Clipped from The Ottawa Journal19 Jun 1954, SatPage 14



Clipped from The Winnipeg Tribune01 Dec 1913, MonPage 5


*The passengers of the Prompt remained in Perth until Sept. 30, 1820 when the government paid an installment of one third of their bonus money.  Then they set out for their new home in Lanark Village in wagons.  Near there, on a hill top overlooking the Clyde, they were deposited with their baggage and they located a short distance to the west of the present site of McDonald’s Corners.  Prominent among the original members of the community were James Martin, William Barrett, Charles Bailey, James Watson, George Brown, Thomas Easton, George Easton, Edward Conroy, Peter Shields, John Donald, John Duncan, Andrew Park, James Park, John Todd, William Jack, James Hood, Alexander Watt, and Robert Forest. read–Knox Church– McDonald’s Corners



Come and visit the Lanark County Genealogical Society Facebook page– what’s there? Cool old photos–and lots of things interesting to read. Also check out The Tales of Carleton Place.

Information where you can buy all Linda Seccaspina’s books-You can also read Linda in The Townships Sun and Screamin’ Mamas (USA)




The Great White Plague

Did you Ever Hear About Hoods Corners?

Knox Church– McDonald’s Corners

T and B Cigarettes Still Spells Tuberculosis to me

The Great White Plague



Two days ago I published a piece about Inge-Va in Perth. Excavations carried out from 1987-1994 recovered approximately 50,000 artifacts, 15,000 of which came out of an abandoned privy. This pit contained over 350 china objects and 280 glass objects. Items recovered from the privy include 10 different sets of tableware, 280 bottles, 71 wine glasses, 108 pharmaceutical and toiletry bottles, 16 chamber pots and seven toiletry sets. These items were discarded in an attempt to rid the house of tuberculosis. These objects provide a unique insight into how medical threats were addressed in the latter part of the 19th Century. An estimated 110,000 died each year from tuberculosis.

Tuberculosis was one of the leading causes of death in North America in the early twentieth century. Those infected with tuberculosis were isolated from society and placed in sanatoriums. These self-contained communities became known as “waiting room[s] for death.” The initial application into the sanatorium acknowledged the possibility of death. On the entry application, there was a question about permission to perform an autopsy. The autopsy acknowledged the possibility of death. The staff encountered death and had to maintain composure in the sanatorium environment. The staff was restricted from telling any patient about the death of another patient. The poor were left to suffer, and in many cases, to die. Their bodies must fight off the infection on their own.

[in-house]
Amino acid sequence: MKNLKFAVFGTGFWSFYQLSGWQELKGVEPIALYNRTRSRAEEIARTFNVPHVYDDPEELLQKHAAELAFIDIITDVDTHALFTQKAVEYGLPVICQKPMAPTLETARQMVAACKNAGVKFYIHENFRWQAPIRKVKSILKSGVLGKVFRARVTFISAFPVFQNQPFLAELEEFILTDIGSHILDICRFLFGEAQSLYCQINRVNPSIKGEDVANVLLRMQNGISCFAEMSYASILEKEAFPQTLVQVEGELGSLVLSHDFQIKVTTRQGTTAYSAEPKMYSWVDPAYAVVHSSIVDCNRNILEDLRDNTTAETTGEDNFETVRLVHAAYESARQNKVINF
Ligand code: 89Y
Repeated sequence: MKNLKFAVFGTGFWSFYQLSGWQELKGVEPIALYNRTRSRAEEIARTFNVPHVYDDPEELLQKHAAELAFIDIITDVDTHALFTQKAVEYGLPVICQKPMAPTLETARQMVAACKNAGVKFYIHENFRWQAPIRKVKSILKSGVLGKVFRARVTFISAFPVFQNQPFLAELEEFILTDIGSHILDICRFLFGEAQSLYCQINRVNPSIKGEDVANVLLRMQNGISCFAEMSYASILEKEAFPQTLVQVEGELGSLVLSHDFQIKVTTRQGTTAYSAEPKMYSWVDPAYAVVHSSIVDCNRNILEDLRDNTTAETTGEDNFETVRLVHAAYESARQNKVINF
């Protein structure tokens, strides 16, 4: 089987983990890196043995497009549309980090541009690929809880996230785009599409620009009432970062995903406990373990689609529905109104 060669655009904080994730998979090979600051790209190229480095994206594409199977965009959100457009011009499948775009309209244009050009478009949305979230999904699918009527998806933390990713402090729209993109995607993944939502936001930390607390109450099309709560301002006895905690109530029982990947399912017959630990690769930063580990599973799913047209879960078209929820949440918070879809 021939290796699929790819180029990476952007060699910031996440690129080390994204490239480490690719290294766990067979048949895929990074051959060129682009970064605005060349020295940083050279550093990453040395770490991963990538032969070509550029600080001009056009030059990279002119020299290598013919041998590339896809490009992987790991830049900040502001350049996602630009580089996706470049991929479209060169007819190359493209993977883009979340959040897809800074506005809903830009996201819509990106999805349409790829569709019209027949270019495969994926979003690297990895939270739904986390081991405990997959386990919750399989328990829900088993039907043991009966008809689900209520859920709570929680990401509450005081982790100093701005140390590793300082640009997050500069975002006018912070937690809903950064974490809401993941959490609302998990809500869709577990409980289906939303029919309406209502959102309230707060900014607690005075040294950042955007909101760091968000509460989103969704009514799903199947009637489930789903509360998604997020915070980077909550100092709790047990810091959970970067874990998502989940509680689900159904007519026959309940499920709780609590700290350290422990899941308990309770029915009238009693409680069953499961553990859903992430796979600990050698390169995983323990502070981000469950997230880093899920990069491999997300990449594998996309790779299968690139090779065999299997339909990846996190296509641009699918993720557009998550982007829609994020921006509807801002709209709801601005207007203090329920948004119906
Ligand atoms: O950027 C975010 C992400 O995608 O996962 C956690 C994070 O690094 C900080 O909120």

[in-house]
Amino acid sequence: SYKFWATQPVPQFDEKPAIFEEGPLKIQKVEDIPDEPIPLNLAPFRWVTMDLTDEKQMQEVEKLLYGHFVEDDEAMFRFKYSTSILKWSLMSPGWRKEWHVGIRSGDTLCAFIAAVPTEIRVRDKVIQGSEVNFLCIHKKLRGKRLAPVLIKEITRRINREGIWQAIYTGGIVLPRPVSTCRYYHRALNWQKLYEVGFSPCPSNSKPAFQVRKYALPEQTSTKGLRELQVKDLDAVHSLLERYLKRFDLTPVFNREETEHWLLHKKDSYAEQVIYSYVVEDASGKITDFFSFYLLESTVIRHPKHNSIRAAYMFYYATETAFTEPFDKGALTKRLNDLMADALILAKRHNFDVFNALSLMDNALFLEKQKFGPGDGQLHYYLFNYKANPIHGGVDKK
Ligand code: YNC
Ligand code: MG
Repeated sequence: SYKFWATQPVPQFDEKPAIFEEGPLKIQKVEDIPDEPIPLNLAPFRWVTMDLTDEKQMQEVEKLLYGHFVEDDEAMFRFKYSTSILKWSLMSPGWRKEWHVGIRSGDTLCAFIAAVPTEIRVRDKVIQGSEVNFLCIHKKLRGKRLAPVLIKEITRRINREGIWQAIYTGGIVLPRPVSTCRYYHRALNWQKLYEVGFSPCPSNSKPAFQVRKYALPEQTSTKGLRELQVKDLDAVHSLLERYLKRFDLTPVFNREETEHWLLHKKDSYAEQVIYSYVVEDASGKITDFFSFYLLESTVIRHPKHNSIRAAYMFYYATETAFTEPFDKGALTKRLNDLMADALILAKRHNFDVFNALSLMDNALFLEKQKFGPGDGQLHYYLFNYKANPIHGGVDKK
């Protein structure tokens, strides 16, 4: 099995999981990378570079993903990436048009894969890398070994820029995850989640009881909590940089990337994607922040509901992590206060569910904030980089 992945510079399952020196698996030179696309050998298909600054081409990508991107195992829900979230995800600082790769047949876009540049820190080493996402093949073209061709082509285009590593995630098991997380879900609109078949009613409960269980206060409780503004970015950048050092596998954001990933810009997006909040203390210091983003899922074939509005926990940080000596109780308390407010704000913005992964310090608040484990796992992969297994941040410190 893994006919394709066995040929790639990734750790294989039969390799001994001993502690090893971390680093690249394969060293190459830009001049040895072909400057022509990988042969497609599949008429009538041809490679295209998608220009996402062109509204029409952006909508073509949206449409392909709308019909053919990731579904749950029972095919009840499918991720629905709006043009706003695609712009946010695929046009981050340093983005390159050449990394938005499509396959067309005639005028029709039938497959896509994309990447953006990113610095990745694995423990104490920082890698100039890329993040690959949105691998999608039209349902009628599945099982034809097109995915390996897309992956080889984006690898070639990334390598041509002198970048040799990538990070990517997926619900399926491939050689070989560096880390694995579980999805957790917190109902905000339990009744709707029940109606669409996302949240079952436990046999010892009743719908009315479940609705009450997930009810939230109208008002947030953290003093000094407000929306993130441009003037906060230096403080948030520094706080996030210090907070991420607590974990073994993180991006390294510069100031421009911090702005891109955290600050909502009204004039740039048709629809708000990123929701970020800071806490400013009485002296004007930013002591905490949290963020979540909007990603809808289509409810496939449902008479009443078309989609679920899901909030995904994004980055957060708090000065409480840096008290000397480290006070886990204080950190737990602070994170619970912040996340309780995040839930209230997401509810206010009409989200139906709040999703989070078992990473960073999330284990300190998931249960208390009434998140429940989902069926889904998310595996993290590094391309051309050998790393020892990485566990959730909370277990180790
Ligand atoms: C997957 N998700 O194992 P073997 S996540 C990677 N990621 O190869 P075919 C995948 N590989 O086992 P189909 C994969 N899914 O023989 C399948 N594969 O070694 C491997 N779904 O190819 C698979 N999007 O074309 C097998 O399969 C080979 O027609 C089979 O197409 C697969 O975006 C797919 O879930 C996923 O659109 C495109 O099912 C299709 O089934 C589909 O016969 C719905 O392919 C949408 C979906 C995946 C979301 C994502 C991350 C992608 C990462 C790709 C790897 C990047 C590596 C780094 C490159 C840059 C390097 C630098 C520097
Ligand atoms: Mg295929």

Canada’s first TB sanatorium opened in Muskoka, Ontario in 1897. TB sufferers were sent to sanatoriums to be benefit from rest and fresh air and to avoid infecting others.



Author’s Note- In the 40s my mother had tuberculosis at the age of 14 and was sent to the Ste. Agathe Sanitorium in Quebec. Her parents were told she was never coming back so they consequently burned everything she had because of either fear of being in contact with the disease- or the fact they were told she was going to die.

She went on to live until 1963 when she died at the age of 34 from Lymphoma on the spine-which no one had any idea to what she had until my sister died of the same disease at 40 in the late 90s.




Smallpox in Carleton Place — Did You Know?





The Gazette
Montreal, Quebec, Canada
18 Nov 1878, Mon  •  Page 3

The last name was COUCH and his wife died 10 months earlier from TB

Name:Mrs John Couch
Birth Date:abt 1815
Birth Place:Ireland
Death Date:16 Feb 1877
Death Place:Lanark, Ontario, Canada
Religion:Church of England
Cause of Death:Consumption